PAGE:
Dan Woloszyn has been in executive hospital leadership for 23 years, including nine years in his current role as the CEO of Rehab Hospital of Indiana (RHI). He has a unique management approach, combining servant leadership with understanding the neuropsychology of corporate hospital systems. Not only does he believe in looking at this neuropsychology from a clinical perspective, but through an administrative lens as well. In today’s episode, you will hear how he incorporates these two philosophies into his everyday life, along with tangible examples of how to apply cross-sectional leadership to your own work. Truth You Can Act On 1. Reach out, communicate, and serve others. Supporting Quotes: Dan Woloszyn: “You don't have to be expert in everything, but there is one thing that I really believe one has to be expert in, certainly from a leadership standpoint, is to reach out and know others, and to serve others . You have to have an expertise with that to kind of drive a reduction of silos and an elimination of silos. And that can be done through one's own expertise or actively seeking other's expertise.” Dan Woloszyn: “I think each person and each leader truly has to believe it's a privilege to serve others unconditionally. There's a professional and humanistic component to that. My true belief is you have to love something about the people you lead to be truly elite effectively. If you don't love something about the people you lead, you probably are not in the right place, and you're probably not in the right place to be a leader.” 2. Trust and transparency are the foundations of cross sectional leadership. Supporting Quote: Dan Woloszyn: “Being transparent about self, and certainly being honest, is extremely important. It's being honest about one's approach and any errors that might be committed and examples of approaches to correct the errors and how to grow with that. My belief is you have to think out loud and you have to be able to help others to get a sense of your own thought process as a leader and how you came to certain conclusions. I know sometimes that's difficult for people to do, but it's extremely beneficial where it helps in a sense to become kind of an external organizer for others, where you move from a point of, of brainstorming out loud a problem you might be faced with, verbalizing struggles, and even kind of working through some of those tactics out loud so others can benefit from a variety of things. I think what it does is it certainly lends to a relationship building and credibility and honesty and transparency.” 3. Model the behavior you are looking for in your culture. Supporting Quote: Dan Woloszyn: “First and foremost, it has to start with me. Laying the foundation has to be about modeling and certainly me believing in and what truly is important for our organization. There's always an expectation to look at the glass half full and everything that we do in a respectful way while modeling that and handing off to others who also will hand off to others, and that kind of permeates throughout the system.” 4. Make it a habit to regularly invite your leaders for collaboration and relationship building. Supporting Quote: Dan Woloszyn: ”I think there's a conscious effort to tie others, to create alliances, not only within the organization, but outside the organization, within our community and really address this kind of holistically. Concretely, we do this a lot. I invite staff and leaders, online staff leaders, all different, team members, to our department meetings. I invite them to board meetings. I have them look at operational pathways they've generated and share their stories, because without that you truly understand the nature of what everybody's doing amongst the organization.” Book Recommendation Dare to Lead by Brené Brown Sponsor Wambi.org – Wambi is about human connections. We view feedback as the fuel for interpersonal growth and are always striving to achieve the highest versions of ourselves and to lift others up along the way.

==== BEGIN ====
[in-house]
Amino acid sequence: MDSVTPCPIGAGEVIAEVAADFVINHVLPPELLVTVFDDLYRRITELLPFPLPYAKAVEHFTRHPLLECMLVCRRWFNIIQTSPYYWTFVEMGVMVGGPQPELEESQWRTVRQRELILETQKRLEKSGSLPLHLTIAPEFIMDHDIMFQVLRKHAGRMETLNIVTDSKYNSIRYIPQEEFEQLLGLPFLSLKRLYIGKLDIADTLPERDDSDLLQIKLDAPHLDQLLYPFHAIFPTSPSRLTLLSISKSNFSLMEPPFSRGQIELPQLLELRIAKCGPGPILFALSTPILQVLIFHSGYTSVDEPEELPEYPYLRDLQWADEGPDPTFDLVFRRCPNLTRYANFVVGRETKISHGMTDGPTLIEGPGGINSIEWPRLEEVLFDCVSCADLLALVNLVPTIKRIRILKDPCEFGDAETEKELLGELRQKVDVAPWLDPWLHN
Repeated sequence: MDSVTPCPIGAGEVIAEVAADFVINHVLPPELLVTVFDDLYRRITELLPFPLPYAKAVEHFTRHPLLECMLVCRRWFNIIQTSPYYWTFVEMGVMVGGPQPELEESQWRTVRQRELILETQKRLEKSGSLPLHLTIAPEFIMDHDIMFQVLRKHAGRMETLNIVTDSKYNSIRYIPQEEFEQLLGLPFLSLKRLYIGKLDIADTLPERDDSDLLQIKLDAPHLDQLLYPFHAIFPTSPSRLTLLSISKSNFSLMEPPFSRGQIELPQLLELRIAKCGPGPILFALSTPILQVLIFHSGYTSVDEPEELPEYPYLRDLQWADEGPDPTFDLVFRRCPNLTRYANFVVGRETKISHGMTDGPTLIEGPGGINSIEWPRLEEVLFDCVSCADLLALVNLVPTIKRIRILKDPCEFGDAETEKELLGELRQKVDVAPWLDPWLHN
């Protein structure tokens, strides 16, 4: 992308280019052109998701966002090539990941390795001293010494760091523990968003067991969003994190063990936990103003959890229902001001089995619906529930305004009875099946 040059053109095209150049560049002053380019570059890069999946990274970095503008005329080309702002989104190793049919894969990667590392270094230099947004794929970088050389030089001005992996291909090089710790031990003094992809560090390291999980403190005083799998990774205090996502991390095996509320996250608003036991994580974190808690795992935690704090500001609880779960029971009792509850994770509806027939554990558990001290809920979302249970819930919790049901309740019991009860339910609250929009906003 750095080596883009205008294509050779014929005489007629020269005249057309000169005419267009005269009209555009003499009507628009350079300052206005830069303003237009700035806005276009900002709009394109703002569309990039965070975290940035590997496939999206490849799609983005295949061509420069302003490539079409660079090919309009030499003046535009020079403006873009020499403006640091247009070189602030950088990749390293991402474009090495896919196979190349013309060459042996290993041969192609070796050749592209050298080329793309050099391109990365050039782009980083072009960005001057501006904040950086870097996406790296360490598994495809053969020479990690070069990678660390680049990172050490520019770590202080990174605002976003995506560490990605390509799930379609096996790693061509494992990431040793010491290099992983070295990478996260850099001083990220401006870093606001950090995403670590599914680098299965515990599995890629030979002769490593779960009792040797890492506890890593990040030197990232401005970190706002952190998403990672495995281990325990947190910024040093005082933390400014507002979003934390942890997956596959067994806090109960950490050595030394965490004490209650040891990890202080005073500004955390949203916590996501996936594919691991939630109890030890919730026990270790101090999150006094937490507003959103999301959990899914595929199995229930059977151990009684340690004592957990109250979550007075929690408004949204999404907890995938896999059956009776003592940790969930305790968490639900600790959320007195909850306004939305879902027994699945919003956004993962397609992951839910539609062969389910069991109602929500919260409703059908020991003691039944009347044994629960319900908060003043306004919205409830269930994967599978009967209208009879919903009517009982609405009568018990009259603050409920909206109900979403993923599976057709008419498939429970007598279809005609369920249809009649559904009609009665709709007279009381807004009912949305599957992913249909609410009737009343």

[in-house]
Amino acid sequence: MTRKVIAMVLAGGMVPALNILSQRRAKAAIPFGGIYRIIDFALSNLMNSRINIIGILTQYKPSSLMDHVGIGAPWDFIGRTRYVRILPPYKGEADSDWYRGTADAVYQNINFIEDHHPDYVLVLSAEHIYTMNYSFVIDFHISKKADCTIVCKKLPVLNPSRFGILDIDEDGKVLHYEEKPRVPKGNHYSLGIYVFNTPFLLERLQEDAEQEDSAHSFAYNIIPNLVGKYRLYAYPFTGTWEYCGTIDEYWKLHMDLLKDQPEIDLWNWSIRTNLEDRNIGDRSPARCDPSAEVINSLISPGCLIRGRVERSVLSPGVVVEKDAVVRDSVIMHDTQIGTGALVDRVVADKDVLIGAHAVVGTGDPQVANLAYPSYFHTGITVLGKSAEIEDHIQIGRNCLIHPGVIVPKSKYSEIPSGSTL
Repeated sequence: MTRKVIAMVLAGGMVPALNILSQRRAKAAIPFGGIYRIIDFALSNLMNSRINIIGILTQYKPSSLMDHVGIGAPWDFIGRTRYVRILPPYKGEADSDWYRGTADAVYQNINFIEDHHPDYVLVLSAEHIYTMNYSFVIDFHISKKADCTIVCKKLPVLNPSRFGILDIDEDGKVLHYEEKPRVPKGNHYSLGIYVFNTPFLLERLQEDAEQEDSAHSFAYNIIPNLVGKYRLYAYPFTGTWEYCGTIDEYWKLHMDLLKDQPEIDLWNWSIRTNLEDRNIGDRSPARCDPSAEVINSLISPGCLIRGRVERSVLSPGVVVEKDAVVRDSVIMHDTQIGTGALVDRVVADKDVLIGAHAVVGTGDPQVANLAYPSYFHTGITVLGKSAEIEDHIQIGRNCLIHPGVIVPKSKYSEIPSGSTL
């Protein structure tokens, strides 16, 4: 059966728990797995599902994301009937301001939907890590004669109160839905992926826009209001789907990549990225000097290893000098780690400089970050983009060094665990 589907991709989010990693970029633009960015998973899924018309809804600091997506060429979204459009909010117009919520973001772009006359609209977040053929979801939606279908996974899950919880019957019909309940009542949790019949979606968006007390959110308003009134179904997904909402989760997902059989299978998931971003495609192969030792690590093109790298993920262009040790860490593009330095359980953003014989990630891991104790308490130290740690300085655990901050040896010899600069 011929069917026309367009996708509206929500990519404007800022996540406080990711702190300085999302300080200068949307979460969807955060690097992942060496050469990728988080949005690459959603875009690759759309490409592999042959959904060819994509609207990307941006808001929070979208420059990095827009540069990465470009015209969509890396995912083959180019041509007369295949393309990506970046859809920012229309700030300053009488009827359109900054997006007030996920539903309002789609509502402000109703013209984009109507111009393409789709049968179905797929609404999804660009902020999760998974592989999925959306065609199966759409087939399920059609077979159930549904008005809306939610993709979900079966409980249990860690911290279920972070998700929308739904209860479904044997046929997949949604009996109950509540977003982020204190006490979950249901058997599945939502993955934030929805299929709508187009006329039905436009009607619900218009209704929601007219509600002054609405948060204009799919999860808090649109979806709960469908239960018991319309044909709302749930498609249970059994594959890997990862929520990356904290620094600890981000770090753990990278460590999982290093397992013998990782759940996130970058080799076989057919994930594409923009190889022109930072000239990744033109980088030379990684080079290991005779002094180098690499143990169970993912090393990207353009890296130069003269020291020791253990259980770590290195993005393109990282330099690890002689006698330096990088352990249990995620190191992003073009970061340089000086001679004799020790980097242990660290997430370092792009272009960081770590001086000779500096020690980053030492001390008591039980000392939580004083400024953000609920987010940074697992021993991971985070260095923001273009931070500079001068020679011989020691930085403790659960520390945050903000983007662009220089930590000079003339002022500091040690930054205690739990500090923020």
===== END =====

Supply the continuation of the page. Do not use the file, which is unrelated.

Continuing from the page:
2 minutes | 2 months ago
Monday Fire: Iron Sharpens Iron
Happy Monday! Every Monday we drop some #MondayFire to help you get excited about your week. Here we go! Our question for you today: Who are you intentionally surrounding yourself with to help you grow? Subscribe to get your Monday Fired up.